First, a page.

Alas, the four-day fixture which concluded on Saturday did not quite pan out as expected on several counts.
Chastened by the experiences in South Africa and England, India were eager to have a tough, demanding warm-up match leading into the first Test. Alas, the four-day fixture which concluded on Saturday did not quite pan out as expected on several counts.
First up, rain lopped off one day from the match which obviously affected the Indians who were looking for more time for the bowlers and batter to acclimatise. This bad luck was compounded by the quality of the opposition and how India fared.
The team picked by Cricket Australia was made up of fairly undistinguished players which reduced the purpose of the match, at least where the Indians were concerned in assessing the form of their own players.
But here too India did not emerge with shining colours, despite some useful scores put up by the top order what with the CA XI thwarting the Indian bowlers for 151 overs and even taking a massive 186 runs first innings lead.
However, the unkindest blow was the ankle injury to Prithvi Shaw which cost the team the ebullient and in-form opener, at least for the first Test, and threw the composition of the playing XI into turmoil.
Shaw, who turned 19 only recently, is seen as something of a prodigy and had begun his Test career with a sparkling century against West Indies a few weeks back.
In this warm-up match, he had shown quick adaptability and smashed a strokefilled half century that not only reiterated his good form, but also made him the first choice opener for the series.
His injury was serious enough for him to miss the first Test starting next Thursday. It remains to be seen whether Shaw will recover in time for the second Test, but his absence will have riled Virat Kohli who would have been looking for a strong start to the series.
How the two teams perform in the first Test will likely dictate the tenor, perhaps even the fate of the series, and Shaw was pivotal to India’s gameplan at the top of the order.
His attacking instincts and wide repertoire of strokes was something India would have been counting on to stymie the pace threat of Starc, Hazlewood and Cummins.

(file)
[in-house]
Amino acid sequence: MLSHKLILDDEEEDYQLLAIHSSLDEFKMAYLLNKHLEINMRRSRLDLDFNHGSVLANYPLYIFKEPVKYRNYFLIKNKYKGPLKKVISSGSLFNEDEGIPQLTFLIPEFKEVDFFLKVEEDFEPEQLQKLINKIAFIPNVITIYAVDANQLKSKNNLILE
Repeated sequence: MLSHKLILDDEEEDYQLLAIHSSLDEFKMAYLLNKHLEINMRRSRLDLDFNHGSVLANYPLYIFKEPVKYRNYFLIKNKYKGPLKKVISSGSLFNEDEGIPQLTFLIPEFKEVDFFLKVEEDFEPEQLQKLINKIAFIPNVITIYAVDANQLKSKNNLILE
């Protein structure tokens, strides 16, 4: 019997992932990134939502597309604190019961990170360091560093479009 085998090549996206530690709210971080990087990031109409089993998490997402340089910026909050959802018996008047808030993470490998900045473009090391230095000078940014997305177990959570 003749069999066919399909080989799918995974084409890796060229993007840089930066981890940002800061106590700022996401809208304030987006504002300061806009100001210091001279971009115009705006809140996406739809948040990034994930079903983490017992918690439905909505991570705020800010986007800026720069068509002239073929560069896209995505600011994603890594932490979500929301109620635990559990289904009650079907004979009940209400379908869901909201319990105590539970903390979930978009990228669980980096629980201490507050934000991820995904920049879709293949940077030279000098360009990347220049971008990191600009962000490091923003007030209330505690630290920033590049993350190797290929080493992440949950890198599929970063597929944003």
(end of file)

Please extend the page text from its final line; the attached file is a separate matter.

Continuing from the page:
Something similar to what Virender Sehwag did in 2003-04 and 2008. Barring the brilliant Kohli, India’s batting was shown up as extremely fragile in South Africa and England largely because of poor starts. Without Shaw, that threat becomes more acute.
M. Vijay and K.L. Rahul, who are tipped to open at Adelaide, made runs, but these came in the inconsequential second innings with competitive interest in the match waning so how much weightage should be assigned to them would be vexing the team management.
Shaw’s injury could lead to two significant decisions. One, if medical advice suggests he could struggle to make it for the second Test too, India would want to draft in another opener with Shikhar Dhawan and Mayank Agarwal (currently in New Zealand with India A) into the squad.
Second, if the team management thinks the batting has become wobbly, the gameplan may have to be revised, and India may want to take the field with seven batsmen, including Rishabh Pant.
That would reduce Kohli’s bowling options. In South Africa and England, India consistently played five bowlers who served the team admirably, often creating winning situations.
That these were squandered is besides the point. Kohli will now not only have to work out a different strategy of taking wickets while also ensuring that the workload on his main bowlers does not lead them to break down.
On the eve of the first Test, therefore, India appear to have moved two steps backwards while taking one step ahead. Not quite the way Kohli would have liked to start.
Women’s cricket in royal mess
Meanwhile, back home the Mithali Raj controversy rages. Coach Ramesh Powar, who was at the centre of her diatribe emailed to the BCCI, has come up with his own version of events that queer’s the pitch further.
Who’s right or wrong is for those in authority to investigate and decide. But frankly the blame game does no credit to any of the people involved: Powar, the COA, BCCI, Harmanpreet Kaur and Mithali herself.
All it shows is that women’s cricket in India is in a right royal mess. Mithali and Harmanpreet might wonder if it wouldn’t have been better to sit across the table and sort their differences out.